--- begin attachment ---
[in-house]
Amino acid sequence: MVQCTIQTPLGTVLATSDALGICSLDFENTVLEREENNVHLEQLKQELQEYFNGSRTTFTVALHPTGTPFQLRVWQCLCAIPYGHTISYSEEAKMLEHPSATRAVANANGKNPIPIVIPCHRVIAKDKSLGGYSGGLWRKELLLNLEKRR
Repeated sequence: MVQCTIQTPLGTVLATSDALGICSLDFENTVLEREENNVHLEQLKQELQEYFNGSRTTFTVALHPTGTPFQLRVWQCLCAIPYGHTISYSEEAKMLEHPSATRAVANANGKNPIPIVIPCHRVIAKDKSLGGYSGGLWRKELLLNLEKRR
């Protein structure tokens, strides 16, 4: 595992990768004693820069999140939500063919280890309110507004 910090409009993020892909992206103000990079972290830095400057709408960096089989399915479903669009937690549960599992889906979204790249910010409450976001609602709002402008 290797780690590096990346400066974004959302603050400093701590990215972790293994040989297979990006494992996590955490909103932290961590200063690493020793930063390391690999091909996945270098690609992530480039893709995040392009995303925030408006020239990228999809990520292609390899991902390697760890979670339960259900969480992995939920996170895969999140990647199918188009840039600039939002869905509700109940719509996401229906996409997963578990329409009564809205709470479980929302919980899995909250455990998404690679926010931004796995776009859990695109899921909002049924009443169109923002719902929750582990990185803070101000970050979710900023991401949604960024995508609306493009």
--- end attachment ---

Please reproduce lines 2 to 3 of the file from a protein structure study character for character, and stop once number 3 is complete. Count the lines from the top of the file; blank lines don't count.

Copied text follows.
Amino acid sequence: MVQCTIQTPLGTVLATSDALGICSLDFENTVLEREENNVHLEQLKQELQEYFNGSRTTFTVALHPTGTPFQLRVWQCLCAIPYGHTISYSEEAKMLEHPSATRAVANANGKNPIPIVIPCHRVIAKDKSLGGYSGGLWRKELLLNLEKRR
Repeated sequence: MVQCTIQTPLGTVLATSDALGICSLDFENTVLEREENNVHLEQLKQELQEYFNGSRTTFTVALHPTGTPFQLRVWQCLCAIPYGHTISYSEEAKMLEHPSATRAVANANGKNPIPIVIPCHRVIAKDKSLGGYSGGLWRKELLLNLEKRR